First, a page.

Volume 35 Issue 8 August 1985
The history of ecclesiastical structures? The link between denominations and social change? The history of Christian doctrine? The study of formal beliefs? What people believed? Eight historians answer the question...
For readers of this magazine the quality of the articles presented in its pages month by month will have provided, one hopes, ample evidence for the continuing intellectual vitality of historical scholarship, and indeed ample confirmation of the value of communicating this to the widest possible audience.
Henry Tudor defeated and killed Richard III in battle in August 1485. That much is certain. Colin Richmond, however, wonders how the battle was fought; what prompted Yorkists to defect to the Lancastrian side; and above all, where exactly did the battle take place?
The great frustration in visiting naval dockyard towns has always been that they keep their most exciting parts hidden from view behind unassailable walls.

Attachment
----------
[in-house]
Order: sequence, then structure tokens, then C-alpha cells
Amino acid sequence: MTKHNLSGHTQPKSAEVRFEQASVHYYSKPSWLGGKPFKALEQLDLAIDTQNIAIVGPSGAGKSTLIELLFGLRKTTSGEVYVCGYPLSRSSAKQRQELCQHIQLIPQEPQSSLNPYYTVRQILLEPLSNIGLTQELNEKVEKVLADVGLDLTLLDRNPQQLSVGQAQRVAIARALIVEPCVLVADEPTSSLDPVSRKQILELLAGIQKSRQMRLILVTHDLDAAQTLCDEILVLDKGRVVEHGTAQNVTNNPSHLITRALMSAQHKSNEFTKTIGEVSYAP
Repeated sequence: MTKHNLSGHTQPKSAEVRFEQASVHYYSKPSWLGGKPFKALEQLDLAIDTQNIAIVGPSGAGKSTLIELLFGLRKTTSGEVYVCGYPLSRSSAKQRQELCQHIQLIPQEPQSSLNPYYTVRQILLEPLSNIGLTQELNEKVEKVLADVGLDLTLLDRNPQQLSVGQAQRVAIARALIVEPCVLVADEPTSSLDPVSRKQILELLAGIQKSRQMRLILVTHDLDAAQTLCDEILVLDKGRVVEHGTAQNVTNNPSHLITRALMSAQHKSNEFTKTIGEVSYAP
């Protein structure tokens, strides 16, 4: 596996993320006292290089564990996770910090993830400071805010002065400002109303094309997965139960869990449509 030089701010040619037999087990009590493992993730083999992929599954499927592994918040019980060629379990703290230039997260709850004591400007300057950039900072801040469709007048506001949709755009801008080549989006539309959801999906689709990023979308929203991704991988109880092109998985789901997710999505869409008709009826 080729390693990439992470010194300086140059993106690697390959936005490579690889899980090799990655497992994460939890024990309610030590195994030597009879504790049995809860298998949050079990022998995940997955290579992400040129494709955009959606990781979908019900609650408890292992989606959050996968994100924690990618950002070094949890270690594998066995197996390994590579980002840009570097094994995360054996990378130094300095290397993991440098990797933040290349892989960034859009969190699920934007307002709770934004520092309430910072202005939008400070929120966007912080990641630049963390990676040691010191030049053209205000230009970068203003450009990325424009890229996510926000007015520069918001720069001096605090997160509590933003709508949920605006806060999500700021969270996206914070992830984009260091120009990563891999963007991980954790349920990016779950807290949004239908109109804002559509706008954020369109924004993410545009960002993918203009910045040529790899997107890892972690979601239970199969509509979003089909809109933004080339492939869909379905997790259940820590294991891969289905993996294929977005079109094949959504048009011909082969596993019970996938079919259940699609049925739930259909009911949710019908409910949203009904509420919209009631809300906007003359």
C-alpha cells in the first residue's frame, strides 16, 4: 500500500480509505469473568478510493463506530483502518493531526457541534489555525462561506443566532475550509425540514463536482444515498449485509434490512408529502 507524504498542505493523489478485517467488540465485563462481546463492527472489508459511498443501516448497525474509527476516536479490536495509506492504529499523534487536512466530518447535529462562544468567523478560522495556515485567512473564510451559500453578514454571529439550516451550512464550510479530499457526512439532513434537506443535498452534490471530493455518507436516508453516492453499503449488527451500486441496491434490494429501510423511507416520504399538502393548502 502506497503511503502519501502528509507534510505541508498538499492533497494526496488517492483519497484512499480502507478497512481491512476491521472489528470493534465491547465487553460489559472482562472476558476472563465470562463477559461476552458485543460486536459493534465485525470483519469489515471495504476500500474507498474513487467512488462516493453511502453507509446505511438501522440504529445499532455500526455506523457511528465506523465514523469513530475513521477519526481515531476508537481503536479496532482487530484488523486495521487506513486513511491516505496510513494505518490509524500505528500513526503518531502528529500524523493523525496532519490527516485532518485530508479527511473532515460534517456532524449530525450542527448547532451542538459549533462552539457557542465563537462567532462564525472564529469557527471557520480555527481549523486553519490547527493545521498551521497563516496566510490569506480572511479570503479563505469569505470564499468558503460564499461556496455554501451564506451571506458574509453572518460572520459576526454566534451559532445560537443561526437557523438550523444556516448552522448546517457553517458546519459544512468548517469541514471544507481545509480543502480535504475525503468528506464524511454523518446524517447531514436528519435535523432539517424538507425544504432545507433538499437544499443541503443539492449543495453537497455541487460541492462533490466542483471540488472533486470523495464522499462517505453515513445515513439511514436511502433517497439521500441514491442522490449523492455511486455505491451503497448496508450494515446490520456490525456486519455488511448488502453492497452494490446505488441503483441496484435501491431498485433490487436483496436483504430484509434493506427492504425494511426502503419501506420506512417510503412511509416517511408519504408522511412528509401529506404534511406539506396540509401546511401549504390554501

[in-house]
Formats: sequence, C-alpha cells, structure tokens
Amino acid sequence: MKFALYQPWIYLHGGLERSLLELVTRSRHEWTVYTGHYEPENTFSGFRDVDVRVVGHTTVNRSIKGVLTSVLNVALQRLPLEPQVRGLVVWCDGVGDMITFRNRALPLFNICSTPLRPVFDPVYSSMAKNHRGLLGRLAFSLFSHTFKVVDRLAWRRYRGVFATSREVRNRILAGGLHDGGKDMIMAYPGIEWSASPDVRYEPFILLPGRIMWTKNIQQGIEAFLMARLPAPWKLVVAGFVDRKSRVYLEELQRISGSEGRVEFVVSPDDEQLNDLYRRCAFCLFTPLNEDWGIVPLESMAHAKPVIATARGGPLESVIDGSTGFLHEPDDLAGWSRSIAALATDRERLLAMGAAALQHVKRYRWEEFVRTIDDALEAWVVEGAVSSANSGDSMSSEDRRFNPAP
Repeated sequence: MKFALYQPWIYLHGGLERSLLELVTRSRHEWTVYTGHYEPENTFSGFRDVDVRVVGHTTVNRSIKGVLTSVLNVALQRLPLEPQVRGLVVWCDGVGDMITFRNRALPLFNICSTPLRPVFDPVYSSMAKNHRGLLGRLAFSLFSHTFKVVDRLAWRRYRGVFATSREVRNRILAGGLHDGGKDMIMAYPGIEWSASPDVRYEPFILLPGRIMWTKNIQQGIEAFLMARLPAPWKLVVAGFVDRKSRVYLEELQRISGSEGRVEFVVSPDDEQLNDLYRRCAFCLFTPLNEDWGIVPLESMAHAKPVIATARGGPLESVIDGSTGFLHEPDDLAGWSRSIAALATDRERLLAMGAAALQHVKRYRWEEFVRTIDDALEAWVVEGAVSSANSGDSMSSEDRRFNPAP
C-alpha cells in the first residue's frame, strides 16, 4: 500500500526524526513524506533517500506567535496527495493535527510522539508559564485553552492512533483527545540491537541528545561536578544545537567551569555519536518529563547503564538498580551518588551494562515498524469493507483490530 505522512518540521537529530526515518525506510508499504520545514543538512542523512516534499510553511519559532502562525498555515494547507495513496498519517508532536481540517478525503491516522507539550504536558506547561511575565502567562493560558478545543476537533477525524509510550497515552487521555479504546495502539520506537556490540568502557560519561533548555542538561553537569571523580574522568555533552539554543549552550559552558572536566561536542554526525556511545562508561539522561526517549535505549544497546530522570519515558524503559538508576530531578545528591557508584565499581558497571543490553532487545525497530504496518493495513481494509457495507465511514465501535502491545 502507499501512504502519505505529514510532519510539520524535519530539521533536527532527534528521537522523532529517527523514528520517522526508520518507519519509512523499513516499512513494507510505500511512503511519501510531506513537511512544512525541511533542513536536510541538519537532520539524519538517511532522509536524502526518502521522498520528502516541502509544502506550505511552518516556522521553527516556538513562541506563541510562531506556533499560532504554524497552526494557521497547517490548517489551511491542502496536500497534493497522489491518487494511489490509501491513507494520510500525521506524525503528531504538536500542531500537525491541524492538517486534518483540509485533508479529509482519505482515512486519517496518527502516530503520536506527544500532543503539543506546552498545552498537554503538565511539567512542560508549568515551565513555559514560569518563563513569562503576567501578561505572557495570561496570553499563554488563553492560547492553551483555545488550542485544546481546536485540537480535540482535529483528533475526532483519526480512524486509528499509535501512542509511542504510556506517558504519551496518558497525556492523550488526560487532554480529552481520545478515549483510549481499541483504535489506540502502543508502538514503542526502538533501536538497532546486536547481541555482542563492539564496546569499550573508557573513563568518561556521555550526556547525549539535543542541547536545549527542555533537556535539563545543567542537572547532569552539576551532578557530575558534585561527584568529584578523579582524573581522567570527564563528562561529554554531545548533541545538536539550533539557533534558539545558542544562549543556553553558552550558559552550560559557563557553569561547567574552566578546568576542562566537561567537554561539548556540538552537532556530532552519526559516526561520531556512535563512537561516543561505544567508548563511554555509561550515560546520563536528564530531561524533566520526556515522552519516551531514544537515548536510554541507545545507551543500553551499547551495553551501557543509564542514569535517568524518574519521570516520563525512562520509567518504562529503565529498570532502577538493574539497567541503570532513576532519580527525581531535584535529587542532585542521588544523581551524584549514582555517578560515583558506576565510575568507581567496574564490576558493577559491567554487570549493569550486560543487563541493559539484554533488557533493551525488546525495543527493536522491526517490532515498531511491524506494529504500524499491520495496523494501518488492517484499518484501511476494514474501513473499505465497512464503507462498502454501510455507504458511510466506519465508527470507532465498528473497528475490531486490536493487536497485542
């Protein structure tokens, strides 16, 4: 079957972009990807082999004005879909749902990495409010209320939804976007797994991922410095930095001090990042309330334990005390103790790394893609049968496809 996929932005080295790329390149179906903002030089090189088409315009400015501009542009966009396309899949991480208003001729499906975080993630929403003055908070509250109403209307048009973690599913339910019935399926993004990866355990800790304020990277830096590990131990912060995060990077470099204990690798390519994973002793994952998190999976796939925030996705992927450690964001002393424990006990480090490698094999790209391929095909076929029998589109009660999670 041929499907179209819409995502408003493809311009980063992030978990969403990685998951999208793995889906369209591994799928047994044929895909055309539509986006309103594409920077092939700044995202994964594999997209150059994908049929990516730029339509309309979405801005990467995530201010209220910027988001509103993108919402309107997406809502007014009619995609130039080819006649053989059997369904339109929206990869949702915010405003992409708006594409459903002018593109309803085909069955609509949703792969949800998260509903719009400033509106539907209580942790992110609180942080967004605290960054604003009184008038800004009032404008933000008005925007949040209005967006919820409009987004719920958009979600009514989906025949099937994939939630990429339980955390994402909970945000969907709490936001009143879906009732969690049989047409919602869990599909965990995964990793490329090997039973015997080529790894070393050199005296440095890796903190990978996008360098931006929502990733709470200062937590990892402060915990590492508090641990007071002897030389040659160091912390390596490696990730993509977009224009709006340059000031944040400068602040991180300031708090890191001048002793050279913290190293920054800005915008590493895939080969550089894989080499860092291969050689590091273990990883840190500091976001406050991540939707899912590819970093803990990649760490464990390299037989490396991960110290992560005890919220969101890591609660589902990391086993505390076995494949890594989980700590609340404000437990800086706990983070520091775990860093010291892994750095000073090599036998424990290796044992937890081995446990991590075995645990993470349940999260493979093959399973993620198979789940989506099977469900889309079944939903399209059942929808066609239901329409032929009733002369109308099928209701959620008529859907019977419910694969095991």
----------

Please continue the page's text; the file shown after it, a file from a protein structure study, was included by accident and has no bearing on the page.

Widowed at the age of thirteen, three months before the birth of her only child, the devout mother of Henry VII showed herself a master of political intrigue in pressing, once the moment was right, the imperfect title of her son to the throne of England. With a combination of piety and pragmatism she left a deep impression on her age.
Duncan Shaw looks at how the entry of Spain into the EEC in 1985 furthered its process of integration into the European community. During the Franco years, the ostracised regime used football to initiate this gradual road towards acceptance. The Catalans and the Basques, however, used football as a means of popular protest.
Anniversaries are, by definition, a time not only for celebration but also for self-examination, for dimly gazing into the future as well as for happily recalling the past.
'I have been ostracised by my native country.... I am boycotted by my adopted country'. During the two world wars Germans in Britain found themselves to be enemy aliens, victims of suspicion and prejudice in a country which had been their refuge from a hostile homeland.
Christopher Haigh outlines the historiography of the reign of the first Elizabeth.